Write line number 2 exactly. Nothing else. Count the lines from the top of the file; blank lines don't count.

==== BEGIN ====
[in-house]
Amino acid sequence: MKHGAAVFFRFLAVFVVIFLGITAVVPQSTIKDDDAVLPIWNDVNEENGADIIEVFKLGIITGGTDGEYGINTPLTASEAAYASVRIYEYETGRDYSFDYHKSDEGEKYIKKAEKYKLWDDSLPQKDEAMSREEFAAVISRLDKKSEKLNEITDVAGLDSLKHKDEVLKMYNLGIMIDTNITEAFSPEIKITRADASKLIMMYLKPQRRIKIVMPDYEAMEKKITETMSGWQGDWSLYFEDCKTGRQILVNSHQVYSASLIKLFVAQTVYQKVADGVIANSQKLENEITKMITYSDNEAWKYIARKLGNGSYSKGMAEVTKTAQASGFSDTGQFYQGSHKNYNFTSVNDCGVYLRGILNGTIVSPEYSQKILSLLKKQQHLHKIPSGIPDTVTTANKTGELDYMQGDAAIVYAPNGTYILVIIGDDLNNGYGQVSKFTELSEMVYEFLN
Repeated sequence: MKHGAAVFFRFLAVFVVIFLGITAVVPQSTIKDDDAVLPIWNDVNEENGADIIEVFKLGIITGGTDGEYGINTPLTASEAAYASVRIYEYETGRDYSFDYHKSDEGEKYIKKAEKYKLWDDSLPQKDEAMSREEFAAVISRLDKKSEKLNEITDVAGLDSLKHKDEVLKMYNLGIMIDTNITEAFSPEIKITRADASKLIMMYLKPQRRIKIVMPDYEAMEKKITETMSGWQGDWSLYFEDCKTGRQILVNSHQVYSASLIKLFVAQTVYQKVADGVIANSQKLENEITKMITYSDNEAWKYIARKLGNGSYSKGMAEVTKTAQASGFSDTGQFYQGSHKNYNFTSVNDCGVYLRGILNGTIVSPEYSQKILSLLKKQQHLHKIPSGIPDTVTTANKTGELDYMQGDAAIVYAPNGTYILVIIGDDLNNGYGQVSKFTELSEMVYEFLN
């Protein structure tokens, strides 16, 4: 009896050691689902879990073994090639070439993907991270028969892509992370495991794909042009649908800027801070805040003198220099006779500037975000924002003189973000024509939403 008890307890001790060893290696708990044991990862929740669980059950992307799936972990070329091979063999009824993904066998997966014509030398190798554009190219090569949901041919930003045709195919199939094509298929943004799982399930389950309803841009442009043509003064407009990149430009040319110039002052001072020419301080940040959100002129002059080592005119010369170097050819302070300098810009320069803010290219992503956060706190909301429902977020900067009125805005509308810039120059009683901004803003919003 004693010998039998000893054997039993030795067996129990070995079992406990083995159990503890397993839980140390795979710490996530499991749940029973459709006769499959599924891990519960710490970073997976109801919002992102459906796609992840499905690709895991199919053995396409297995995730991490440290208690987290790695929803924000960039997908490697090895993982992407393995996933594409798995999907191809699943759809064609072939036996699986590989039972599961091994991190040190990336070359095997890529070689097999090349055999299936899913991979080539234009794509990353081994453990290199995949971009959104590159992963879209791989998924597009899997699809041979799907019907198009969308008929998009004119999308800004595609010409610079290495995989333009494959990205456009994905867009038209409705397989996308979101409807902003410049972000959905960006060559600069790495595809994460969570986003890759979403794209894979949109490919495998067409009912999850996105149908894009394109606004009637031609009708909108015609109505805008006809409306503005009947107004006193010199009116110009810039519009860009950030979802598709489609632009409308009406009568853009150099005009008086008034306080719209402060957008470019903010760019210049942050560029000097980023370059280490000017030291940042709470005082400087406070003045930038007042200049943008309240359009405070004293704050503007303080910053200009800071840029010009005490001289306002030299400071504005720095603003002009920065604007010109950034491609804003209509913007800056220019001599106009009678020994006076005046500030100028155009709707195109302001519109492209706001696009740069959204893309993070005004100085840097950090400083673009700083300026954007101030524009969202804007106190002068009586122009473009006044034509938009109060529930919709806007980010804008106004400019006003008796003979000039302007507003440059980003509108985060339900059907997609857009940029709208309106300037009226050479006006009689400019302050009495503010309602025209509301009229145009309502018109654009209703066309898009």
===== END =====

Amino acid sequence: MKHGAAVFFRFLAVFVVIFLGITAVVPQSTIKDDDAVLPIWNDVNEENGADIIEVFKLGIITGGTDGEYGINTPLTASEAAYASVRIYEYETGRDYSFDYHKSDEGEKYIKKAEKYKLWDDSLPQKDEAMSREEFAAVISRLDKKSEKLNEITDVAGLDSLKHKDEVLKMYNLGIMIDTNITEAFSPEIKITRADASKLIMMYLKPQRRIKIVMPDYEAMEKKITETMSGWQGDWSLYFEDCKTGRQILVNSHQVYSASLIKLFVAQTVYQKVADGVIANSQKLENEITKMITYSDNEAWKYIARKLGNGSYSKGMAEVTKTAQASGFSDTGQFYQGSHKNYNFTSVNDCGVYLRGILNGTIVSPEYSQKILSLLKKQQHLHKIPSGIPDTVTTANKTGELDYMQGDAAIVYAPNGTYILVIIGDDLNNGYGQVSKFTELSEMVYEFLN